Carroll Dunham

Originally published December 3, 2009 by CityArts

What To Catch At Snatch: The first show at Brooklyn’s Snatch Block ProjectsCarroll Dunham is a naughty boy. His current exhibition, at the Barbara Gladstone Gallery, is a meditation, shall we say, on two female orifices. This is a disappointing exhibition from a gifted artist of whom I have been a huge fan. In the past, Dunham’s drawings and paintings of our chaotic universe—angry men, guns, organs and cities—have embodied, along with their anger, a hysterical sense of humor. Dark and funny, he portrayed a cartoon world that also dove into the modern psyche.

His current paintings fall short. How many holes do you want to stare at? Gone is a sense of humor and irony. These paintings, most of which are titled “Hers,” seem to want to recreate the kind of male obsession reminiscent of early 20th-century painters who painted the female nude over and over again. But Picasso and Matisse were experimenting with light, color and composition as well as examining the female form. Dunham has rendered everything nearly flat, both in perspective and paint quality. The focus is front and center on the two orifices, with an occasional detour past a giant nipple. The images just don’t transcend a kind of cartoon fantasy world. I wish they did.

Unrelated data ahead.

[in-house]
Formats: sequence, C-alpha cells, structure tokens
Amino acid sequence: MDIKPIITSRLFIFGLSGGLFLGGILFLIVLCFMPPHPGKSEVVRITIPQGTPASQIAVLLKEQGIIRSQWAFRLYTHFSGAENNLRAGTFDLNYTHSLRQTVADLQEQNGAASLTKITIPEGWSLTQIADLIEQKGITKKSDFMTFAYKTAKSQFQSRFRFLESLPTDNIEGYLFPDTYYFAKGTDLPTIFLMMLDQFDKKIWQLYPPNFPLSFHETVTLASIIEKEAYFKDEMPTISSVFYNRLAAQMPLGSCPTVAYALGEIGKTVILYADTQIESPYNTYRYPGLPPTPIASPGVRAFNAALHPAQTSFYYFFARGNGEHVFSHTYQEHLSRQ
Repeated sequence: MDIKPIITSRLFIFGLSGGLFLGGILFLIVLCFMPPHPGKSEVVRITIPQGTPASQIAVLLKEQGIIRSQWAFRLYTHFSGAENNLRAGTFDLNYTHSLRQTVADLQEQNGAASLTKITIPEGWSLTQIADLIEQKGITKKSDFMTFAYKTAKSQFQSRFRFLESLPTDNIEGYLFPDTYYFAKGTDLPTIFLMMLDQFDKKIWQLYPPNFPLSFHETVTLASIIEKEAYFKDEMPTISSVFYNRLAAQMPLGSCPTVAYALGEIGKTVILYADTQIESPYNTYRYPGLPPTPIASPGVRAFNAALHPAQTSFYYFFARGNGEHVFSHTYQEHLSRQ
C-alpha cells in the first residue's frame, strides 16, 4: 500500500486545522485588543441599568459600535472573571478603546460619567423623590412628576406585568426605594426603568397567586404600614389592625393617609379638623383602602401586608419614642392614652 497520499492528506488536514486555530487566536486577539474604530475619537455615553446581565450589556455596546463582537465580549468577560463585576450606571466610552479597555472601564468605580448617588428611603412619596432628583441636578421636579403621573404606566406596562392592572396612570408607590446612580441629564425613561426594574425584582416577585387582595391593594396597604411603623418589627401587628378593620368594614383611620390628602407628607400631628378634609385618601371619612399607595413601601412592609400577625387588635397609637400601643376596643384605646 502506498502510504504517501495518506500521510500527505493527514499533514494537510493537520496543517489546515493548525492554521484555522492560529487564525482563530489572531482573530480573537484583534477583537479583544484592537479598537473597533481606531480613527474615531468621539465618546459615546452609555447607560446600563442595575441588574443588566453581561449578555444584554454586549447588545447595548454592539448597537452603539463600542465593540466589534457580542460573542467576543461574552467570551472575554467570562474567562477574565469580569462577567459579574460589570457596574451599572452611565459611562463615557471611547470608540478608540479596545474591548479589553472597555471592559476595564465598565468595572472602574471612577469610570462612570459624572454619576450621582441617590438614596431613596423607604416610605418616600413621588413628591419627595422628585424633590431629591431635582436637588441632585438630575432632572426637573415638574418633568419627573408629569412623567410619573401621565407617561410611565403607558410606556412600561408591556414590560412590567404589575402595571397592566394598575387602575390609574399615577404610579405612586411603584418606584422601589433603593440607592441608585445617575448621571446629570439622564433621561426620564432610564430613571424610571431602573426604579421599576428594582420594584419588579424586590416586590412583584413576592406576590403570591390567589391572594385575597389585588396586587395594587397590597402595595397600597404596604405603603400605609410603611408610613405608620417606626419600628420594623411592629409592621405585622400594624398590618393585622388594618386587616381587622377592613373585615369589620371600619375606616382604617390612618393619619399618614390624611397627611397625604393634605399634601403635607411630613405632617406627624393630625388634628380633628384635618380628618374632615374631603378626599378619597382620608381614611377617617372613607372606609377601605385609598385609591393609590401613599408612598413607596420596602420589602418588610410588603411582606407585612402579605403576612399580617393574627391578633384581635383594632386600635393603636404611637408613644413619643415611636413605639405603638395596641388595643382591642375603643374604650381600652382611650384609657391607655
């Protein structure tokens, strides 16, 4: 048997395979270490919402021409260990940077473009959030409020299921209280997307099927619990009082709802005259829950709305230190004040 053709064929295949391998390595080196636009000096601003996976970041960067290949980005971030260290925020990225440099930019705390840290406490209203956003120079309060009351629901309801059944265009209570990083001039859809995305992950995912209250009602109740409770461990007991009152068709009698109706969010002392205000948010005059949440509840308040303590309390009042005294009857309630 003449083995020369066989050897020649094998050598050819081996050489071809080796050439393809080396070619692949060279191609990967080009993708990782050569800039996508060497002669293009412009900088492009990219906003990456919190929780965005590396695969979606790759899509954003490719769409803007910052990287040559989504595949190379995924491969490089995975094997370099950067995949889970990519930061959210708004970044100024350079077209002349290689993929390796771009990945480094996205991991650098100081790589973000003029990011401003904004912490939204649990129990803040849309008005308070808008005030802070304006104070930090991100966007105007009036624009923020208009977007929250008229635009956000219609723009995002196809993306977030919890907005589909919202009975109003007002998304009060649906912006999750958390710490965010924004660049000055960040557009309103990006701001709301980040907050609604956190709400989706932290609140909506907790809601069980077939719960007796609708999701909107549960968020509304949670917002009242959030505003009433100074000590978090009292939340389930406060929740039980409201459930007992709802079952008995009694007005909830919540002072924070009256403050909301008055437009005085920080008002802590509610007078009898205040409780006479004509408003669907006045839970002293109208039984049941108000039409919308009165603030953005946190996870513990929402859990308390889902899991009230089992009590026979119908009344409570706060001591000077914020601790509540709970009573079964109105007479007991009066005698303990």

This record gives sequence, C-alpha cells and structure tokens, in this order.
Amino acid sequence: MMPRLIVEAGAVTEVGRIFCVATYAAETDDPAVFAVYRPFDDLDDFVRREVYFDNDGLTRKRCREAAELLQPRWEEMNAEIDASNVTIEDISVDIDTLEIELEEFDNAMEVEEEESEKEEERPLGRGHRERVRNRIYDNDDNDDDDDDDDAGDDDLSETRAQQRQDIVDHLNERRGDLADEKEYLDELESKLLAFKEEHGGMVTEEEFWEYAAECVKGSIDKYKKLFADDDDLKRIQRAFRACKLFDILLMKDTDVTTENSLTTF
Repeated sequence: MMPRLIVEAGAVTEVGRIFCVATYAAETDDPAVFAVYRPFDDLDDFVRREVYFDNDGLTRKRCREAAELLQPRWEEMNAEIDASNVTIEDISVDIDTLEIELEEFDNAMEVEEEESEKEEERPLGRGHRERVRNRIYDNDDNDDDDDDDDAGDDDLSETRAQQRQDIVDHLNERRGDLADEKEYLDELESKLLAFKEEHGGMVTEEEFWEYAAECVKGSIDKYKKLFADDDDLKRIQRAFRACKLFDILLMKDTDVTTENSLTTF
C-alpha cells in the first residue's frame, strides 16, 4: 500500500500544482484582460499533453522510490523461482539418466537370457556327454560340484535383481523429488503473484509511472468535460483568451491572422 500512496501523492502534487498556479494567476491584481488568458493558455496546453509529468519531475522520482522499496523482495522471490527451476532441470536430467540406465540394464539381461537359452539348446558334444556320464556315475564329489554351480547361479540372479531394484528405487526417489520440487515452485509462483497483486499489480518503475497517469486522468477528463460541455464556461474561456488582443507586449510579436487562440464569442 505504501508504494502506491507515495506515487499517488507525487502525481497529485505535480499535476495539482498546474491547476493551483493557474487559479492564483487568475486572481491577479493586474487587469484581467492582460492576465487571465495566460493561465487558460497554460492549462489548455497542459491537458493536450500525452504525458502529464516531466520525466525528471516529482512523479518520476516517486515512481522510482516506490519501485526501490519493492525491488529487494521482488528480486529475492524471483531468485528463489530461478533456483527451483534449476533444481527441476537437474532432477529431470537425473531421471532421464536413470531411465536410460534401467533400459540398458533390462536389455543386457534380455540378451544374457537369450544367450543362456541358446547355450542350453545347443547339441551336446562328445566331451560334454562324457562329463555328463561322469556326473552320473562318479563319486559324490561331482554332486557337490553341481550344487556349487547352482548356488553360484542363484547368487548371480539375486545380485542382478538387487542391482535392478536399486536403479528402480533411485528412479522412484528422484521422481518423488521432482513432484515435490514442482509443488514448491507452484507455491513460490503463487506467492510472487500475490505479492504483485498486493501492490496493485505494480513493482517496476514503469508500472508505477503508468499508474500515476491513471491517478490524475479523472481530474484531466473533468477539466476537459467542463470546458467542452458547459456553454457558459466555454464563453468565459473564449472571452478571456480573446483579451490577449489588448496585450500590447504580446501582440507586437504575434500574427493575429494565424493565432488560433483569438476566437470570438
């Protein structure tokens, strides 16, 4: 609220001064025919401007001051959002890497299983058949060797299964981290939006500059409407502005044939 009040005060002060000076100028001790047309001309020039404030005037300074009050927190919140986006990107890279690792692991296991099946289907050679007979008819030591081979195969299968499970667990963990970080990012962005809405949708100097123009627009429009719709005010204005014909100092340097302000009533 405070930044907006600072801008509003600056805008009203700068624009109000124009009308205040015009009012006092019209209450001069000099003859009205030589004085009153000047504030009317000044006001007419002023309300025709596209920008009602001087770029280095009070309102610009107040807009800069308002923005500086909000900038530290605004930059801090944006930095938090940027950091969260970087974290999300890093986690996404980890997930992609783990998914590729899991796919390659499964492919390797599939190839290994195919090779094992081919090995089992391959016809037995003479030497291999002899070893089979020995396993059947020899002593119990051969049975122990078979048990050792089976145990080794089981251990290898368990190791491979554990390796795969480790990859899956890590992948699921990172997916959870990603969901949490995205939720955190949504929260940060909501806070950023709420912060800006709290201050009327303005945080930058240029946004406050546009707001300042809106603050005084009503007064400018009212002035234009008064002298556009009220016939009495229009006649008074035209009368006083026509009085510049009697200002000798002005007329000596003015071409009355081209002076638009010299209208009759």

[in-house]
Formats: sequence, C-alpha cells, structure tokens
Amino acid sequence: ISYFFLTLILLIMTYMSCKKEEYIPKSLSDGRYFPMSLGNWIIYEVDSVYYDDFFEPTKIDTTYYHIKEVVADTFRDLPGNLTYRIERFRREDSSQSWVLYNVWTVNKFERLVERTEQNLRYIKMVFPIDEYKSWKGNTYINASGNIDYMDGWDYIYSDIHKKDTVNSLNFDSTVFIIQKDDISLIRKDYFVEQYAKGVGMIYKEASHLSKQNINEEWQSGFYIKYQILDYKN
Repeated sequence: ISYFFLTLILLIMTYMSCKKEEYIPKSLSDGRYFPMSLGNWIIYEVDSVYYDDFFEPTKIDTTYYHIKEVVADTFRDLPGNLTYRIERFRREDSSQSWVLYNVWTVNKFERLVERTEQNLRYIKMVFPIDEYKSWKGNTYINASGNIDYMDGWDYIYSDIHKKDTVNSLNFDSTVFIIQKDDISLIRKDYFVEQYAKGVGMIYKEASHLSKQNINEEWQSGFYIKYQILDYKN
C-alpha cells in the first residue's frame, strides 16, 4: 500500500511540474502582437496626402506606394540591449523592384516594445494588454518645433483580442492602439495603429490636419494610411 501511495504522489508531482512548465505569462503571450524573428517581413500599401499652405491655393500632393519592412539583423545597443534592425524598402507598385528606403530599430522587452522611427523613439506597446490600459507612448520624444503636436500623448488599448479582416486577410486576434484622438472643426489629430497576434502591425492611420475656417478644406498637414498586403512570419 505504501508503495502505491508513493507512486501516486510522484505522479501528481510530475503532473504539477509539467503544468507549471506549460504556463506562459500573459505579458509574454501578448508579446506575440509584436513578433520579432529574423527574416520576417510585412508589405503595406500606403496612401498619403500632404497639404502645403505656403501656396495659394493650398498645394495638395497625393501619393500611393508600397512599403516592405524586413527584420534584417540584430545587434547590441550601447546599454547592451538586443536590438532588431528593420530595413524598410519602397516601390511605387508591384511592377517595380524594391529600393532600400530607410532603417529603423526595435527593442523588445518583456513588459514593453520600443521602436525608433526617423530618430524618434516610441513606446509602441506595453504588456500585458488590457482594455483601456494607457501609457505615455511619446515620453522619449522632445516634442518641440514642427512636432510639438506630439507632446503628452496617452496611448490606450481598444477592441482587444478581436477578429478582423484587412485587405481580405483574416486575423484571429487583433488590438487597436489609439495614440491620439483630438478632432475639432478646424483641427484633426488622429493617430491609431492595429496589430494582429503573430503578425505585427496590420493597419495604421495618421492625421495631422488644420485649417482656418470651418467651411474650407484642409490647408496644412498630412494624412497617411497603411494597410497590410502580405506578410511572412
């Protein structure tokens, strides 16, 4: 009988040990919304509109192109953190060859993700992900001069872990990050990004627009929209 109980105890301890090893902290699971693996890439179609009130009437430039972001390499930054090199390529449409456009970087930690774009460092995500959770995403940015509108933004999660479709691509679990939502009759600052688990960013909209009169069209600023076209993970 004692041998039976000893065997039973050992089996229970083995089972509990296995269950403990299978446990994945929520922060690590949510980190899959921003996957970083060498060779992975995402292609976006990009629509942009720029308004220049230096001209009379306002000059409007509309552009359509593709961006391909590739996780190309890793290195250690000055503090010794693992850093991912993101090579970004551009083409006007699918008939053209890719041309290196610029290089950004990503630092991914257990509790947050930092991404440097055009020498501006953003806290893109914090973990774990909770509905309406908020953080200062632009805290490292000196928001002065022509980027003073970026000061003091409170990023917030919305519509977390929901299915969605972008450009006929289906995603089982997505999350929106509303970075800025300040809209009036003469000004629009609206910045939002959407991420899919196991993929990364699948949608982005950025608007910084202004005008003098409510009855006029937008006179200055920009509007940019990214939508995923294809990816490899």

Every now and then, one of the exhibition’s paintings moves beyond its organs, and there is a lyrical play between the abstracted forms to which the body is reduced. And these paintings—“Hers (Night and Day #4)” and “Hers (Night and Day #6)”—are really interesting. In these two works, Dunham allows his brilliance with the drawn line to emerge. The surfaces are not quite as dimensionless or opaque, and hints of wandering line and brushstroke enliven the surfaces. Coincidently they are both breast paintings, where the organ is slightly off center. By not being so in-your-face with their content, these paintings let the viewer breathe a little. They become an interesting and humorous element in a larger, well, whole.

This entry was posted in Reviews. Bookmark the permalink.

Leave a Reply

Your email address will not be published. Required fields are marked *

This site uses Akismet to reduce spam. Learn how your comment data is processed.